From Snowshaft to Rainshaft

Virga, the word for precipitation extending down from a cloud and not reaching the surface, is not due to evaporation of the cloud droplets as they fall. Rather, it is an optical backscatter problem.

A. B. Fraser of Penn State Explains. “Consider a snowflake falling into warmer air (>0 C). It melts and there is a transition in the precipitation shaft. It switches from a snow shaft to a rain shaft. Optical cross section can be reduced by a factor of about 2. And because drops fall faster than crystals the optical cross section is reduced even more as they speed up on passing from snow shaft to rain shaft. Put the two together and the reduction in optical density is 10X. Dendrite or star flakes have higher optical densities than drops made from the said crystal fall very slowly and so dendritic snow shafts are very dark and when they fall and melt the optical density declines a whole lot, like 20X. You can see right through the rain shaft below the snow haft. If there were a grauple shaft extending down from a cloud and the grauple melted there would be almost no observed virga because the drop size and fall rate of grauple and the resulting rain drop are nearly the same.”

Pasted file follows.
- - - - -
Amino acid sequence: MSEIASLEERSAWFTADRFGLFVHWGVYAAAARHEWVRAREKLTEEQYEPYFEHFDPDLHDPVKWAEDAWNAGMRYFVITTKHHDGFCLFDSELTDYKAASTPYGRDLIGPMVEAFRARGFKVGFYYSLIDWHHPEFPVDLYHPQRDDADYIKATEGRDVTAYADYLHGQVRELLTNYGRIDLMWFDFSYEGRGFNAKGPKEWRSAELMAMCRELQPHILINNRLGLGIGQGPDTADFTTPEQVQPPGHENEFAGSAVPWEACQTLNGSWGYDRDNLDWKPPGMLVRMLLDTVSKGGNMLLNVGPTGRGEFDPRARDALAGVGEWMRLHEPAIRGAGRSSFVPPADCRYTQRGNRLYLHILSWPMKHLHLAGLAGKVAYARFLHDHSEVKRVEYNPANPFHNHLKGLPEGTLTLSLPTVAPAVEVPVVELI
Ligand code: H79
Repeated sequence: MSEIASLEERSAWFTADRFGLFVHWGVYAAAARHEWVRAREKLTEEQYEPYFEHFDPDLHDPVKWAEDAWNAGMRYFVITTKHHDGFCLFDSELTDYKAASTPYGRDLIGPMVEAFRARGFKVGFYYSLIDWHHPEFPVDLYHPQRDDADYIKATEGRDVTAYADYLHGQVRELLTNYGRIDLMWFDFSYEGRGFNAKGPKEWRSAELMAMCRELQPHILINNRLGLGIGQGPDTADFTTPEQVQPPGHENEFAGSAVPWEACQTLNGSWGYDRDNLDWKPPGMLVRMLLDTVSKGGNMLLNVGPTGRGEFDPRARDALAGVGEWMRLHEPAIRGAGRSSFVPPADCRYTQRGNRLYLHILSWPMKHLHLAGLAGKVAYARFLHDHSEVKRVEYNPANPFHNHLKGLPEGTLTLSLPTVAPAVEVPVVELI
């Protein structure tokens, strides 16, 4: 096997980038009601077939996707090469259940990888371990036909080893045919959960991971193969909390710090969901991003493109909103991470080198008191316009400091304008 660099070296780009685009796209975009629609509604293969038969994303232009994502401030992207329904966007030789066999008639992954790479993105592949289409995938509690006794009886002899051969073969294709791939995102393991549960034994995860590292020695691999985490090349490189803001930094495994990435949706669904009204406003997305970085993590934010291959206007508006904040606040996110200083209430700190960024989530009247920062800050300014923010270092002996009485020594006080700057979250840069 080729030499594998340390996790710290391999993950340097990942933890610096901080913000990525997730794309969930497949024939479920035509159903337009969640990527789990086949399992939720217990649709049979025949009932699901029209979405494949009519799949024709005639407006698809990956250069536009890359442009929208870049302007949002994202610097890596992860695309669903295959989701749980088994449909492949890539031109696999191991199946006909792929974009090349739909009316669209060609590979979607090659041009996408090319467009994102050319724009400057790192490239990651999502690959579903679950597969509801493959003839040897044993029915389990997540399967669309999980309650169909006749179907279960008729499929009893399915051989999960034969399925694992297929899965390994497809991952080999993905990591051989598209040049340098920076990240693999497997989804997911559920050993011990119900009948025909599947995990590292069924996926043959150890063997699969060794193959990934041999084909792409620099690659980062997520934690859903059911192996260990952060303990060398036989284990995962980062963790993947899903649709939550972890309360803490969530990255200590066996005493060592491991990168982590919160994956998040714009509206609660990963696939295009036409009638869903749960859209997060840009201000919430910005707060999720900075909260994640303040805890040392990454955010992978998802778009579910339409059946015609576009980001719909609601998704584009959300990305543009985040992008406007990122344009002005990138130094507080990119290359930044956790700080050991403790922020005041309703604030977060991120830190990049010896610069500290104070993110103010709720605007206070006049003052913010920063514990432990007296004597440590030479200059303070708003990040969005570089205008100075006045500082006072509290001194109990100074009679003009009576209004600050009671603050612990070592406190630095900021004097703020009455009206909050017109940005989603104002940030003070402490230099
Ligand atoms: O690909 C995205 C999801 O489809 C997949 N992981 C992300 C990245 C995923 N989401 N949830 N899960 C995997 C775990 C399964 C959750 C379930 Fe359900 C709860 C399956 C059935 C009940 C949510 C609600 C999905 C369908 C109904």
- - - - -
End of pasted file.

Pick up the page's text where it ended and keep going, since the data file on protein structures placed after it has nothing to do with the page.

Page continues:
The take-home (thinking about it all message is that virga is real, however the traditional explanation of evaporation at the bottom of the shaft is not. Think radar. Radio-wave out, measure the optical back-scatter of the return. Weather radar “sees the hydrometeors” (size and fall rate).

Fraser is a professor emeritus at Penn State. He and his website are major assets.

Malene Thyssen,, licensed under the Creative Commons Attribution-Share Alike 3.0 Unported license


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